Etihad Rail's mighty mole bores through Hajar mountains to pave way for tracks

More than 300,000 man hours were needed to remove 500,000 tonnes of rock to make the 1.8km tunnel in the mountains

The gaping mouth that leads into a vast tunnel deep into the heart of the Hajar Mountains is the beginning of one of the region’s largest and most ambitious engineering projects.

China Civil Engineering Construction Corporation, the construction partner of Etihad Rail, began boring into the mountainside near Fujairah in early 2020.

By the end of 2021, just two years later, the project connecting the eastern seaboard with the rest of the UAE by rail is on course for completion.

Specialist tunnelling teams, using a huge tunnel boring machine called a mega-mole, with giant drill-heads, have been working 24 hours a day to drill, excavate and clear almost 7 kilometres of cavernous shafts.

At 1.8km long, T1 is the largest of nine tunnels carved through this stunning corner of the Emirates.

It took construction crews more than 300,000 man hours to remove about 500,000 tonnes of rock — an amount similar in weight to all the materials used to build the Burj Khalifa.

This slice of the network is known as Package D, and has demanded the most technical construction of the nationwide railway to date because of the soaring Hajar mountain range that stands in its way.

While tunnelling through mountains is far from an engineering first, it has been one of the most challenging construction projects seen in the country to date.

Loose rocks were drilled and blasted by explosives to leave a hole measuring 14m in diameter.

Expert teams then followed with giant tunnelling machinery to secure loose rock, spray concrete scree and fit waterproofing membranes to prevent tunnels from flooding during mountain storms.

Once that was in place, a concrete facade was fitted to the face of the tunnel before electric lines with water pipes and drainage channels were added.

Train tracks will finally be secured to edge the project closer to completion.

A circular scaffold frame can now painstakingly move through the tunnel, allowing workers to operate safely through the walls of the snaking shaft of T1.

Despite the intense 45ºC heat in August, air conditioning and blowers keep the chamber free from dust and the worst of the scorching temperatures outside. Engineers are able to work comfortably in shifts, around the clock.

The tunnel is big enough to carry two-tier trains, for freight and passengers, with a series of emergency escape tunnels bored out alongside each of the main passageways.

Elsewhere in Package D, there are 54 bridges and 20 animal crossings.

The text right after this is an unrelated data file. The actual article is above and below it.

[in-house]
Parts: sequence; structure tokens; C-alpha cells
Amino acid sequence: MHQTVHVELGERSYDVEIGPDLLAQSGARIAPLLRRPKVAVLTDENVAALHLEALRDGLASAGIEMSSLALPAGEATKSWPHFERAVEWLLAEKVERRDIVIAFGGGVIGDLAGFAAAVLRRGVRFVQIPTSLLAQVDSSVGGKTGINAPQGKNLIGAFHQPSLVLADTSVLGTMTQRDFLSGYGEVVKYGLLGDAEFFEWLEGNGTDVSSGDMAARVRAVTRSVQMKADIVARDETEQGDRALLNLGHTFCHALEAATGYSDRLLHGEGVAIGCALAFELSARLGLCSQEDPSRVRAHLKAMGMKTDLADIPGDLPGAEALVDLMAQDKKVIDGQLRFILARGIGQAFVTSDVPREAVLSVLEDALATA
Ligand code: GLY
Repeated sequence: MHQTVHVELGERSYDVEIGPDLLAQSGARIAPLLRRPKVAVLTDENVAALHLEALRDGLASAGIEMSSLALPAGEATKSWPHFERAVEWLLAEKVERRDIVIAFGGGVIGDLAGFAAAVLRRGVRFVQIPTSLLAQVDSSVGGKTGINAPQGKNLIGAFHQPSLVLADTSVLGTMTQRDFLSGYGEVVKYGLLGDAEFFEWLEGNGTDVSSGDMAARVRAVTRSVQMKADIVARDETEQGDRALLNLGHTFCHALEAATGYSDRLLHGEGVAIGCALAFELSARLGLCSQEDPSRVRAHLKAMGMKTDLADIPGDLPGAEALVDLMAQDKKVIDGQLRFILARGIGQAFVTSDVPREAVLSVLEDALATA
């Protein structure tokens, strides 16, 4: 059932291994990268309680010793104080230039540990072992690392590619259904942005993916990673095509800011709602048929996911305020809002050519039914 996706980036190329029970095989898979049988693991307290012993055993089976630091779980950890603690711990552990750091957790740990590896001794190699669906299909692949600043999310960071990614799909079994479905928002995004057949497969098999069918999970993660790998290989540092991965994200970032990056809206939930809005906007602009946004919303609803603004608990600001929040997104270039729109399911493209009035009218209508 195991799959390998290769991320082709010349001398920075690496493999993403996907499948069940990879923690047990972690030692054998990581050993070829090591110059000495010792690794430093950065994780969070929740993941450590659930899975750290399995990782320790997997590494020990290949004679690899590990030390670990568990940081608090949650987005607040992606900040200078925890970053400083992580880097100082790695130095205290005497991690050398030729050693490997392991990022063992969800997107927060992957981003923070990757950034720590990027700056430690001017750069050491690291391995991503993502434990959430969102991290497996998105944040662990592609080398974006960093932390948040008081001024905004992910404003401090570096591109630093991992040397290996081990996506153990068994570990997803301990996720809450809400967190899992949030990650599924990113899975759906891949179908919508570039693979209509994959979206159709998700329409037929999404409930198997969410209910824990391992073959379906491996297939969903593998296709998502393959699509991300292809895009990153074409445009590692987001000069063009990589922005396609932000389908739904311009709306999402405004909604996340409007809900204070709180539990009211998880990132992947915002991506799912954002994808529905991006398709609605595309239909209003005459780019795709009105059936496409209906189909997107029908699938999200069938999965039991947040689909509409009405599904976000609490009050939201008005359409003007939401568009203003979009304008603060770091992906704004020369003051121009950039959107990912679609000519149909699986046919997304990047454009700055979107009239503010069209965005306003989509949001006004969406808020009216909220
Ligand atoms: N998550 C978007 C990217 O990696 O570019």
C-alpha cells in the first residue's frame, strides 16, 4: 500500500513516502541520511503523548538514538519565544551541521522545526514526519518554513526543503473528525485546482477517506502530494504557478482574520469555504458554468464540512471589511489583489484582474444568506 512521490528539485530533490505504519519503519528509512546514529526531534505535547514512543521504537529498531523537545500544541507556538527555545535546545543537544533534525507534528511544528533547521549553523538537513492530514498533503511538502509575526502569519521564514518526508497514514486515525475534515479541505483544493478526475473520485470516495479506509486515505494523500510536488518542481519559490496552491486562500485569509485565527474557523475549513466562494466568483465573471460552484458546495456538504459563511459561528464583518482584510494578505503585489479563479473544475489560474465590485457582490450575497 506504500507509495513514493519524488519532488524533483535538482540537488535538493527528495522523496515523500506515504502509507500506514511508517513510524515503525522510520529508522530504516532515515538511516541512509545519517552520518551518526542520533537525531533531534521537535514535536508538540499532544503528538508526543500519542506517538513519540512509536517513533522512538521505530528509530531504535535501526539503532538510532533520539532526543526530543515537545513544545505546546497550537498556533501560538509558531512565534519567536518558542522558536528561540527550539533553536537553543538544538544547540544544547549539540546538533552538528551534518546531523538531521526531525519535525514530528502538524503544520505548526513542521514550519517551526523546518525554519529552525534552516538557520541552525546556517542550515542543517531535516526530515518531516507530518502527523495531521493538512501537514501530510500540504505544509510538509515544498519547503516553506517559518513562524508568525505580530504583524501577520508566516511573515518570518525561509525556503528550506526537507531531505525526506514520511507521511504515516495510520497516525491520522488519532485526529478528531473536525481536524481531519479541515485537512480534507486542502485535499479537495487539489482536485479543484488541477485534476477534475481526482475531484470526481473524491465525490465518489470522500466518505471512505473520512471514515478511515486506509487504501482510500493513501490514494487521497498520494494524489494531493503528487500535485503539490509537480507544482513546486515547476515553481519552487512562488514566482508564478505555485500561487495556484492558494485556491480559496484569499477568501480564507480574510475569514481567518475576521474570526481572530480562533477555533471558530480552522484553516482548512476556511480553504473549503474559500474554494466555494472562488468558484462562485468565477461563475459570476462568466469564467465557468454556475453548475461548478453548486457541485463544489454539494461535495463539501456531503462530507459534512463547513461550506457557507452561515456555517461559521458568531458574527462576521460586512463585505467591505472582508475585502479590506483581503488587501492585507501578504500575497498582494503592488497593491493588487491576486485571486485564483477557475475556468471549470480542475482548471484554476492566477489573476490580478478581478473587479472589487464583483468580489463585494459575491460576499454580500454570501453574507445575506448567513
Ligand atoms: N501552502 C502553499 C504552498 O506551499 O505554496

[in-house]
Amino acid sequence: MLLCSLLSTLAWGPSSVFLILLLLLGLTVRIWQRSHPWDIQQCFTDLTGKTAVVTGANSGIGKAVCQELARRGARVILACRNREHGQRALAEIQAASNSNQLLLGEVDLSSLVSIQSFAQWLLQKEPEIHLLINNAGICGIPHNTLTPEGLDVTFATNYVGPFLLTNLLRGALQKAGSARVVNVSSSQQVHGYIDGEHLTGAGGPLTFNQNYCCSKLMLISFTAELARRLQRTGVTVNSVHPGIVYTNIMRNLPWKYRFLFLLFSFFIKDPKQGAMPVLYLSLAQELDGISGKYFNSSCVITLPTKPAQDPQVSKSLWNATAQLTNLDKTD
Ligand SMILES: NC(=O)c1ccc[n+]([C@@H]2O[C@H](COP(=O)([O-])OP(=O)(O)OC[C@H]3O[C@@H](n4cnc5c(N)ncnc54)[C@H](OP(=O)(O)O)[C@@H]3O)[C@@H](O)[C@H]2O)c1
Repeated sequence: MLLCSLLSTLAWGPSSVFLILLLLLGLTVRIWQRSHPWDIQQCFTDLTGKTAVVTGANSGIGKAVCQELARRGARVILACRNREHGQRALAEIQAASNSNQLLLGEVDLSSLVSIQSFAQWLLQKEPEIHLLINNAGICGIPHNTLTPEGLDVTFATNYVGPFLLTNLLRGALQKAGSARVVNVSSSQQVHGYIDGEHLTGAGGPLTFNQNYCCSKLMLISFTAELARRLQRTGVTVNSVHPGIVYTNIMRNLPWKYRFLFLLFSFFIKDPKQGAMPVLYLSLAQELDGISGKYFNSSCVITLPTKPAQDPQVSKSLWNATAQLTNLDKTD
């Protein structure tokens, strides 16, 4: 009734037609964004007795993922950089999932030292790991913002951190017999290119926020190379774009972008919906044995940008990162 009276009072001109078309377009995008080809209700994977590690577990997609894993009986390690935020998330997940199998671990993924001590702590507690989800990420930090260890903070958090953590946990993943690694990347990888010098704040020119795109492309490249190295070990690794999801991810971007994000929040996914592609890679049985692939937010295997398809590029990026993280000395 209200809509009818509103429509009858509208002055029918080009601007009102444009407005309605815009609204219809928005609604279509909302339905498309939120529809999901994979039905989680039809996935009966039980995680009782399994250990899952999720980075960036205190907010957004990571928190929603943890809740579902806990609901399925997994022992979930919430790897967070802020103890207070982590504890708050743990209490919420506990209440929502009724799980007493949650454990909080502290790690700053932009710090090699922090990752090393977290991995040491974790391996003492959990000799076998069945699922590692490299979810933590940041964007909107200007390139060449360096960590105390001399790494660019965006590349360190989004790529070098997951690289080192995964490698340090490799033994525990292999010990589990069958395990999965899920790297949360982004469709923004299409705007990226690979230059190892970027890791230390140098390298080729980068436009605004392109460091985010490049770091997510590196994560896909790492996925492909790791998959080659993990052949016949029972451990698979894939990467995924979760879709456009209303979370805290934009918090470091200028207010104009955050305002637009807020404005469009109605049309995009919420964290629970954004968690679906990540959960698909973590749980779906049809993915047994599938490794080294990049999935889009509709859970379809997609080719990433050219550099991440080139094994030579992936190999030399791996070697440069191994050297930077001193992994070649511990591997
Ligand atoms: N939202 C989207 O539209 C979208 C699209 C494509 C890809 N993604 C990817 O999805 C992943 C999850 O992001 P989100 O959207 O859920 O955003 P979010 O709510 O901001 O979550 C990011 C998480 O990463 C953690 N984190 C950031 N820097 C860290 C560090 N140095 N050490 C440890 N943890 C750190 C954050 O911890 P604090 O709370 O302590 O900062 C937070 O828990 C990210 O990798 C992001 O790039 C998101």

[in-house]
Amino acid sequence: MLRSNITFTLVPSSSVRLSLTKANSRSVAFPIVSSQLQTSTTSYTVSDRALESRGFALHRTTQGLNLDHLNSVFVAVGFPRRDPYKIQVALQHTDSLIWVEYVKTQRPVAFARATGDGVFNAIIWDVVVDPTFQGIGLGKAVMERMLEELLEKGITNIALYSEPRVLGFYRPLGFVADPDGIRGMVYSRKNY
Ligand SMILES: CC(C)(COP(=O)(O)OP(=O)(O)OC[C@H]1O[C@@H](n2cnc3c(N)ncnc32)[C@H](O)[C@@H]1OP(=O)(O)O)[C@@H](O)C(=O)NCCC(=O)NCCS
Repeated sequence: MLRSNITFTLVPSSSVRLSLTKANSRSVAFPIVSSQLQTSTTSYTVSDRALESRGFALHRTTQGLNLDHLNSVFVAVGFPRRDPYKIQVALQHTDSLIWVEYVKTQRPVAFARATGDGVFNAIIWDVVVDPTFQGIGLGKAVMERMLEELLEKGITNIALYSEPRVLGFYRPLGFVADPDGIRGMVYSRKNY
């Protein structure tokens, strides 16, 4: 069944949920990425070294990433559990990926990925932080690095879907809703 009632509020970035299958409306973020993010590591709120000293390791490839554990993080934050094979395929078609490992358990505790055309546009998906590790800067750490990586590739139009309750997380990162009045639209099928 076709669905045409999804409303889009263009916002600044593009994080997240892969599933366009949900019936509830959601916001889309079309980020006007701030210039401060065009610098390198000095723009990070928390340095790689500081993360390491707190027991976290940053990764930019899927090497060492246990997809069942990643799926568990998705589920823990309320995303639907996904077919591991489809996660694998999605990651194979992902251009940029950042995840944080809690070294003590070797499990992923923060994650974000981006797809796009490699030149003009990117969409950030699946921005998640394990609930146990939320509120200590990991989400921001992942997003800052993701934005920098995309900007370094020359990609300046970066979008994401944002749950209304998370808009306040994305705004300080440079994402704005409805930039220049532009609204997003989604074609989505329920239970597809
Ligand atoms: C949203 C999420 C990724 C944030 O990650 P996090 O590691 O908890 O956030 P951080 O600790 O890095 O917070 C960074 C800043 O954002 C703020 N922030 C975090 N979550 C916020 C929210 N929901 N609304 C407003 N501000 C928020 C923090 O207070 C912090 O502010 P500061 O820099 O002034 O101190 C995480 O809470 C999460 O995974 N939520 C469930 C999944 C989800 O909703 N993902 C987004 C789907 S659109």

Further work towards the completion of the rail network elsewhere in the UAE is likely to continue for years.

Eventually, Etihad Rail will stretch across more than 1,200km of track from Ghuweifat on the Saudi Arabia border, through Abu Dhabi and Dubai, while connecting Sharjah, Ajman and Ras Al Khaimah with Fujairah through the Hajar Mountains.

Universal tracks, infrastructure and tracking systems across the GCC will eventually make the network fully operationally throughout the region.

Crucially, it will connect Abu Dhabi's Khalifa Port and Mussaffah with Jebel Ali port in Dubai and the Port of Fujairah — taking up to 375,000 vehicles off the roads and cutting greenhouse gases by more than 2.2 million tonnes annually.

The Etihad Rail is being built in three phases.

It was established in 2009 and the first phase, a 264km stretch between Al Ruwais and the Shah and Habshan gasfield in Abu Dhabi, became operational in 2016.

In December 2019, Etihad Rail awarded a Dh4.6bn contract to the Chinese joint venture to work on the 145km link alongside the borders of Sharjah, Fujairah and Dubai, which includes building 15 tunnels through the Hajar Mountains with a total length of 16km, as well as the construction of 35 bridges and 32 underpasses.

World's top five tunnels

The 7km network of tunnels through the Hajar Mountains has been an engineering challenge, but it is not the longest or largest of mountainside excavations.

1 Gotthard Base Tunnel, Switzerland

At 57km long and plunging to depths of 2,300m under the Swiss Alps, Gotthard Base is the world’s largest and deepest tunnel.

Connecting the Swiss towns of Erstfield and Bodio in the north and south of the country, train times between Zurich and Milan have been slashed by an hour.

2 Seikan Tunnel, Japan

Another railway tunnel, Seikan is a 53km concrete conduit, with almost half built 140m below sea level spanning the Tsugaru Strait, connecting the islands of Honshu and Hokkaido.

Work began on the 53km tunnel in 1964 and took 24 years to complete.

3 Channel Tunnel, United Kingdom and France

Connecting Folkestone in Kent with Calais in France, the ‘Chunnel’ runs for 50km.

The undersea tunnel brought a viable alternative to ferries and short-haul flights for millions of cross-channel travellers.

4 The Laerdal Tunnel in Norway

At 24.5km the Laerdal is the longest road tunnel in the world and takes about 20 minutes to drive through.

Work began in 1992 and eight years later, the first motorists were cruising between the two largest cities in Norway, Oslo and Bergen. Special lighting along chamber walls helps keep drivers alert at the wheel.

Like the Etihad Rail project, difficult terrain and the high risk of rock falls technically challenged engineers during the construction phase.

5 Tokyo Bay Aqua-Line, Japan

This may look more like a bridge than a tunnel as a 4.4km bridge section dips into a 9.6km subsea tunnel.

The $1.2 billion roadway connects the city of Kawasaki with Kisarazu across Tokyo Bay. It is the world’s fourth-largest underwater tunnel and slashed travel times between the two cities from 90 minutes to just 15 when it opened in 1997.


Updated: August 7th 2021, 5:01 AM
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